Looks like this would be a very interesting read but it seems like there are only 5 copies at Libraries in the US-they are in the Library of Congress, the NY Historical Library, the Family History Library in Salt Lake City, one in Minnesota and one in Springfield, Illinois.  Ugh….Somehow I’ll have to see if I can see it one day and see if Portis is mentioned in it.
*I owe a big thank-you to the volunteers at the Bradford County Historical Society for finding this clipping and some other wonderful information for me.  Remember that a Historical Society is a great place to find things that you probably can’t find on the internet.  You can hire someone to help with your research when it isn’t possible for you to be doing it in person.

If you have any corrections or additions or stories to share I look forward to hearing them.
Enjoy the journey,

Sunday, May 14, 2017

Sunday’s Obituary–William Marshall Cornell

I had believed my maternal great-grandfather William Cornell (see post Can Census Records Add to What I Know About William Marshall Cornell?) who lived in Spencer, New York had also died there.  But as frequently happens I was unable to find his death certificate through the Spencer Town Clerk.  Recently I found the following Obituary for William:
Cornell William 1962 obituary
from the newspaper Post-Standard (Syracuse, New York) dated January 28, 1962 and found on

I notice in the above obituary that there is a son Nathan listed, however, there was no son Nathan and son Earl is not listed. 

Research lesson learned...always look for an Obituary before you spend the time… finding the contact information for the Town where you believe your ancestor died, sending the required fee and personal information ...only to find out...your ancestor died elsewhere…ugh!  Now I know where to find his death certificate.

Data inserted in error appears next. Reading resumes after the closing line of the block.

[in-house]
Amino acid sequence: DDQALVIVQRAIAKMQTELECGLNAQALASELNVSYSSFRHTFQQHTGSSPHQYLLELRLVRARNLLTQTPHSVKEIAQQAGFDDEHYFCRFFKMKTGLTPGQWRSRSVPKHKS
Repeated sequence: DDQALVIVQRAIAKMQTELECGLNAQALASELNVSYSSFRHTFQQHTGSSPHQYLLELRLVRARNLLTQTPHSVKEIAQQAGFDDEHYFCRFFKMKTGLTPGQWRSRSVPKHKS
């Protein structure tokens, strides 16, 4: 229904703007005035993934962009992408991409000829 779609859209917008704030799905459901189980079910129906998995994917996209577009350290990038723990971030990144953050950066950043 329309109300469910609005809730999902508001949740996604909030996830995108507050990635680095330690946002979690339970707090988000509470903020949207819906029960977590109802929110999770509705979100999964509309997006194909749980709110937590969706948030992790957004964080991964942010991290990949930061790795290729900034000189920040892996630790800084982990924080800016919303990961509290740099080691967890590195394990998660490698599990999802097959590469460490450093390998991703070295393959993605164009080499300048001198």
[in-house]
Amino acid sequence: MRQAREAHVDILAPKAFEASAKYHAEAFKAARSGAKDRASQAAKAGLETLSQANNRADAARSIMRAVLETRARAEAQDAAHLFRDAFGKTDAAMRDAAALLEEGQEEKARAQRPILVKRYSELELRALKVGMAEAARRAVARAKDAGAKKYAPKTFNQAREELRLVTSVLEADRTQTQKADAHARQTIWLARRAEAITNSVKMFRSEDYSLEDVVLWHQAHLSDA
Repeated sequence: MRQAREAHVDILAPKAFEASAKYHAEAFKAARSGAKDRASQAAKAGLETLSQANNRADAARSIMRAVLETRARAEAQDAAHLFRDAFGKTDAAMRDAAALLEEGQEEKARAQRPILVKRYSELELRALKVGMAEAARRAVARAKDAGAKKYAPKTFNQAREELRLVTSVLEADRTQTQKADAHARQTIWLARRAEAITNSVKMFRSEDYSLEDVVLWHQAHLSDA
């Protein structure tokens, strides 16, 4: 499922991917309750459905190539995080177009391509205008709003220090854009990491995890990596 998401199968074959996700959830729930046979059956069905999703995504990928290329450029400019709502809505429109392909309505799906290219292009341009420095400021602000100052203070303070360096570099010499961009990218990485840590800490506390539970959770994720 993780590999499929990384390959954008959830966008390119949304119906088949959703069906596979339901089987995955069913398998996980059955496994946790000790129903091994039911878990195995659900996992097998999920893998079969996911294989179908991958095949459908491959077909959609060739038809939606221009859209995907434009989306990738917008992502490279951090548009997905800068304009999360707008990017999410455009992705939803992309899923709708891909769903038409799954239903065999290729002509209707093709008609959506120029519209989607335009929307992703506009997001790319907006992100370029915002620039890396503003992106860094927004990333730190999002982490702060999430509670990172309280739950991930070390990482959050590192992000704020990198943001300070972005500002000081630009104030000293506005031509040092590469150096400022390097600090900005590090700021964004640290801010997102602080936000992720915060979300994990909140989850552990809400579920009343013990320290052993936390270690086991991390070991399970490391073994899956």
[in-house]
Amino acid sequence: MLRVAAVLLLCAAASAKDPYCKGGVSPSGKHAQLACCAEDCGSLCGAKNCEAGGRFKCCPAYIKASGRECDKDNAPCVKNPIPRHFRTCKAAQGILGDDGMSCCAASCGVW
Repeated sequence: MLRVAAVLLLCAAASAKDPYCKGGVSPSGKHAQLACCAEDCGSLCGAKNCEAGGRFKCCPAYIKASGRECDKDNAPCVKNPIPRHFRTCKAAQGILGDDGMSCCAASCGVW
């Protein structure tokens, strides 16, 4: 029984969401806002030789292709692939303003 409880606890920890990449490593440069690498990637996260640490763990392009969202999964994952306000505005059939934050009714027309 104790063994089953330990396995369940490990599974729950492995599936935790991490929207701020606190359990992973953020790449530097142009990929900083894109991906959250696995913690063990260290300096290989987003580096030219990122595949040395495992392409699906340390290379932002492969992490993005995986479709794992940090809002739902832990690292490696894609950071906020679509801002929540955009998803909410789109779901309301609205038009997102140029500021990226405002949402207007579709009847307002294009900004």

If you have any corrections or additions or stories to share I look forward to hearing them.
Enjoy the journey,

Sunday, May 7, 2017

Can Census Records Add to What I Know About William Marshall Cornell?

I thought I’d take a look at how much information I can learn about my maternal great-grandfather William Marshall Cornell from the Census records I can find.
Cornell William young photo Cornell William photo
photos of William Cornell
William was born on 28 September 1879 in Alpine, Schuyler County, New York to Joseph Cornell and Charlotte Bailey Cornell.

William married Nettie Emily Coolbaugh (see post) my maternal great grandmother, on 11 February 1900.  They had 6 children-3 boys and 3 girls: Earl, Earnest, Gertrude, Arthur, Bessie and Edna (my grandmother).

1900 US Federal Census- 1 June 1900 in Hector Township, Schuyler County, New York.  William (19 years old) and Nettie (18 years old) were living with a Boarder named Guy Williams who I believe is William’s brother.  William’s occupation was Day Laborer.  He is listed as being unemployed for 3 months.  He and Nettie were listed as married for a year.  William and his parents were listed as having been born in New York.  Nettie and her parents are listed as being born in Pennsylvania.  No children.  All are listed as being able to read, write and speak English.  William is Renting a House.